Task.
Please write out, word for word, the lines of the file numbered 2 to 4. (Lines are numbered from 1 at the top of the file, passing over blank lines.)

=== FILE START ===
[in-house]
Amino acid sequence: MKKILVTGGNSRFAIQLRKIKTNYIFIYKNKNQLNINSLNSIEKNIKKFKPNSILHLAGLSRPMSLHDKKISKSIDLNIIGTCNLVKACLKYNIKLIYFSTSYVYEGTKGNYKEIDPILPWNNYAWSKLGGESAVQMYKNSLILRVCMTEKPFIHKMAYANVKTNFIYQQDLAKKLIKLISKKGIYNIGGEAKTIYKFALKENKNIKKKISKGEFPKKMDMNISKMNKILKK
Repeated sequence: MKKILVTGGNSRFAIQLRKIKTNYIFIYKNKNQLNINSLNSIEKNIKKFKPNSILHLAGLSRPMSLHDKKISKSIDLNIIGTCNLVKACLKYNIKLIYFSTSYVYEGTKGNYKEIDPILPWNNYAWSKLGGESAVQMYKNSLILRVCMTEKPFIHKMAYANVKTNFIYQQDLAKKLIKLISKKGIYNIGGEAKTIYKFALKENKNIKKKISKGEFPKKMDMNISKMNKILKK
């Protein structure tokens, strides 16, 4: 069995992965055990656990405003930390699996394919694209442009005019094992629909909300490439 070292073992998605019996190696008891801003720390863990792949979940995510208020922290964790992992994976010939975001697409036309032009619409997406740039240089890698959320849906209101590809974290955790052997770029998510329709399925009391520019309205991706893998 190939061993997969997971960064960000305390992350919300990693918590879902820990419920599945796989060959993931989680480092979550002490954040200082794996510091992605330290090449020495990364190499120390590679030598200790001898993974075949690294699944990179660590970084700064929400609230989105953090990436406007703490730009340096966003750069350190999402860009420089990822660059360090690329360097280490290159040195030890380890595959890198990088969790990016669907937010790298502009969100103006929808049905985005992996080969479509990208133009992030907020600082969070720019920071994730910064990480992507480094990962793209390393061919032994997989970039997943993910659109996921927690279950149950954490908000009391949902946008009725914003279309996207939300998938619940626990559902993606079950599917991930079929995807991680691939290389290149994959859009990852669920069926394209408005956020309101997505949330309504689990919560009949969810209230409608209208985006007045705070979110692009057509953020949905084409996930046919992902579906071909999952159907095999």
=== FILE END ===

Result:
Amino acid sequence: MKKILVTGGNSRFAIQLRKIKTNYIFIYKNKNQLNINSLNSIEKNIKKFKPNSILHLAGLSRPMSLHDKKISKSIDLNIIGTCNLVKACLKYNIKLIYFSTSYVYEGTKGNYKEIDPILPWNNYAWSKLGGESAVQMYKNSLILRVCMTEKPFIHKMAYANVKTNFIYQQDLAKKLIKLISKKGIYNIGGEAKTIYKFALKENKNIKKKISKGEFPKKMDMNISKMNKILKK
Repeated sequence: MKKILVTGGNSRFAIQLRKIKTNYIFIYKNKNQLNINSLNSIEKNIKKFKPNSILHLAGLSRPMSLHDKKISKSIDLNIIGTCNLVKACLKYNIKLIYFSTSYVYEGTKGNYKEIDPILPWNNYAWSKLGGESAVQMYKNSLILRVCMTEKPFIHKMAYANVKTNFIYQQDLAKKLIKLISKKGIYNIGGEAKTIYKFALKENKNIKKKISKGEFPKKMDMNISKMNKILKK
């Protein structure tokens, strides 16, 4: 069995992965055990656990405003930390699996394919694209442009005019094992629909909300490439 070292073992998605019996190696008891801003720390863990792949979940995510208020922290964790992992994976010939975001697409036309032009619409997406740039240089890698959320849906209101590809974290955790052997770029998510329709399925009391520019309205991706893998 190939061993997969997971960064960000305390992350919300990693918590879902820990419920599945796989060959993931989680480092979550002490954040200082794996510091992605330290090449020495990364190499120390590679030598200790001898993974075949690294699944990179660590970084700064929400609230989105953090990436406007703490730009340096966003750069350190999402860009420089990822660059360090690329360097280490290159040195030890380890595959890198990088969790990016669907937010790298502009969100103006929808049905985005992996080969479509990208133009992030907020600082969070720019920071994730910064990480992507480094990962793209390393061919032994997989970039997943993910659109996921927690279950149950954490908000009391949902946008009725914003279309996207939300998938619940626990559902993606079950599917991930079929995807991680691939290389290149994959859009990852669920069926394209408005956020309101997505949330309504689990919560009949969810209230409608209208985006007045705070979110692009057509953020949905084409996930046919992902579906071909999952159907095999």